If you’re already familiar with flams and paradiddles, you’ll probably find this rudiment a breeze. Just add a flam to the start of each paradiddle grouping!
The flams add extra flair to your paradiddles, so it sounds awesome when played at full speed.
Here’s what a flam paradiddle sounds like:
You can use this tool to practice along at the tempo that’s best for you (it’s the one Drumeo members use when practicing with the 3000+ play-along tracks inside our members area).
The biggest challenge here is consistency. Your double strokes and flams should be tight and there should be very little space between the grace note and the primary note.
Mind that gap: never play two notes at exactly the same time. That’s something else called a “flat flam” or a “double stop”.
Here are some tips to help your flam paradiddles.
When you’re first learning how to play something, it’s fine to test it out without a metronome as you get used to the pattern. But you shouldn’t go click-free for long. The metronome will help you develop a better internal clock and show you exactly where the timing of your strokes is inconsistent (or where it’s right on the grid).
You can buy a physical metronome at a music store or download a metronome app online.
While it might be tempting to get up to speed as quickly as possible – especially if you’re feeling confident – make sure you’re really starting each flam with a soft grace note and that your double stroke technique is solid.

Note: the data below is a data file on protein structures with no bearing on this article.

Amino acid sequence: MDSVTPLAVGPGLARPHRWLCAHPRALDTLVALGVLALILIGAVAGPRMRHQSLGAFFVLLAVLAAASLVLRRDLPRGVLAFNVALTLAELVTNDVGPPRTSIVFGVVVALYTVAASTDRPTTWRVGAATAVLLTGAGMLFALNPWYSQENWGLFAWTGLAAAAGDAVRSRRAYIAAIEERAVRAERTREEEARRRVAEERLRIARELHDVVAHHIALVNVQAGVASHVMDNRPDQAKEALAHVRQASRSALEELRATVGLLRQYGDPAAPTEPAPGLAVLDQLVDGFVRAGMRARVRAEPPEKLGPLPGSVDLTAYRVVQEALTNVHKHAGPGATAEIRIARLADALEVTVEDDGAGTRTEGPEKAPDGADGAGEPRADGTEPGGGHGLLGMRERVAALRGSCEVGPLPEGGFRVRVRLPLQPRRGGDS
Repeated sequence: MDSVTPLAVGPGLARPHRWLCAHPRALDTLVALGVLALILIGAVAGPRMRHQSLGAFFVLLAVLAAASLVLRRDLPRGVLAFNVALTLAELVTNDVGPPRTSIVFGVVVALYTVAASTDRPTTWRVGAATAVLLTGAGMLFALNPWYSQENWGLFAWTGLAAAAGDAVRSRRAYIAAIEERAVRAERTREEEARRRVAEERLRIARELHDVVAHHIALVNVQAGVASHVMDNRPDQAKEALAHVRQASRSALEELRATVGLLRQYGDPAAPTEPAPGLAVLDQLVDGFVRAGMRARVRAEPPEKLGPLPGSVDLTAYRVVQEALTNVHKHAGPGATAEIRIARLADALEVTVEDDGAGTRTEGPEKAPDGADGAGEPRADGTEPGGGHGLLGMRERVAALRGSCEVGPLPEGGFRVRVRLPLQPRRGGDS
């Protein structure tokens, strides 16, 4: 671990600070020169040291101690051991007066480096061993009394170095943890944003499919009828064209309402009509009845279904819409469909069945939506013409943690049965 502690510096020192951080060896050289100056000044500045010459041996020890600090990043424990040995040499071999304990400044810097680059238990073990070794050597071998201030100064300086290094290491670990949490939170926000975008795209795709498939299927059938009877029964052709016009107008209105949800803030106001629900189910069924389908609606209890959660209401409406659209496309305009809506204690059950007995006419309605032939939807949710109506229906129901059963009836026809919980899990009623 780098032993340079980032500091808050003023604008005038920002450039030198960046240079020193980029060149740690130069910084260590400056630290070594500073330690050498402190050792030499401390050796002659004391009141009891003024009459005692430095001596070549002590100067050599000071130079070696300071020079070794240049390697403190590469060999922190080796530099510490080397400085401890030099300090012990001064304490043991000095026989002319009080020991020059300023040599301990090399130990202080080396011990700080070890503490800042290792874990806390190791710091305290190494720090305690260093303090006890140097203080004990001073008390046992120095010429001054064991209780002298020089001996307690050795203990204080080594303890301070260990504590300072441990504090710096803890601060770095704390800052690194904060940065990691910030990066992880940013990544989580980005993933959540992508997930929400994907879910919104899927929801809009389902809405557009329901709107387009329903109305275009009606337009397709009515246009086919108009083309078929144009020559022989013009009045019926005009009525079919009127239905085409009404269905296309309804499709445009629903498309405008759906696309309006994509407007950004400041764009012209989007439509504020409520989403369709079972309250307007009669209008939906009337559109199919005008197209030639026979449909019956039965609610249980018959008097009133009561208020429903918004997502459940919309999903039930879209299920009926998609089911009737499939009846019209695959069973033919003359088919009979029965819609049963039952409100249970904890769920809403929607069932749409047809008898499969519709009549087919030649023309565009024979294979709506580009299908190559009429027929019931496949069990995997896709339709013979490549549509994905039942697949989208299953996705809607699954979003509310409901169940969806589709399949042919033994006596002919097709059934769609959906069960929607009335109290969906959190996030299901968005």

Be honest with yourself and don’t increase the tempo until you’ve really got it down. Don’t just say “it’s good enough”. Develop control first, and speed will come later.
Try setting your metronome to 60 BPM and slowly work your way up 5 BPM at a time.
If you’re a right-handed drummer, you probably default to starting everything with your right hand. Even though flam paradiddles alternate naturally within the pattern, try starting the run with your left hand too. It may still trick your brain.
It’s easiest to correct your posture or grip immediately if you’re watching yourself in a mirror. Try to set up a practice pad and a snare stand in front of a full length mirror if you can.
You’ll be able to notice if you’re gripping your sticks too hard, or if your stick height doesn’t look right. Use your reflection as a window into how you’re doing. It’s like becoming your own drum teacher!
While playing in front of a mirror will help you fix issues on the fly, you might not realize during your practice when something is wrong. Sometimes we don’t notice issues while we’re in the middle of playing – especially if we’re concentrating hard.
Whether you’re propping your phone on your dresser or capturing it all with a camera and tripod, it’s helpful to watch your practice sessions and critique yourself from a ‘third party’ perspective.
We’ve put together a playlist with drumless tracks at different tempos so you can practice this rudiment over real music:
Once you’re comfortable playing them on a practice pad or a single drum, try moving them around the drum set.
You can keep the pattern on one drum or break it up between multiple surfaces. Try the following exercises to get started.
Any surface can be part of the pattern! This rudiment sounds awesome between the snare and toms.
If you’re a more advanced drummer, you could also challenge yourself by breaking up the sticking between your hands and feet.
With enough solid practice, you should start feeling more confident in your playing. If you can get comfortable with all 40 rudiments, you’ll be able to do virtually anything on the drums. The flam paradiddle is just one of many useful patterns that’ll give you more creative ideas and control.
The next rudiment on your to do list should be the single flammed mill. It’s similar to the flam paradiddle, but with reversed sticking.
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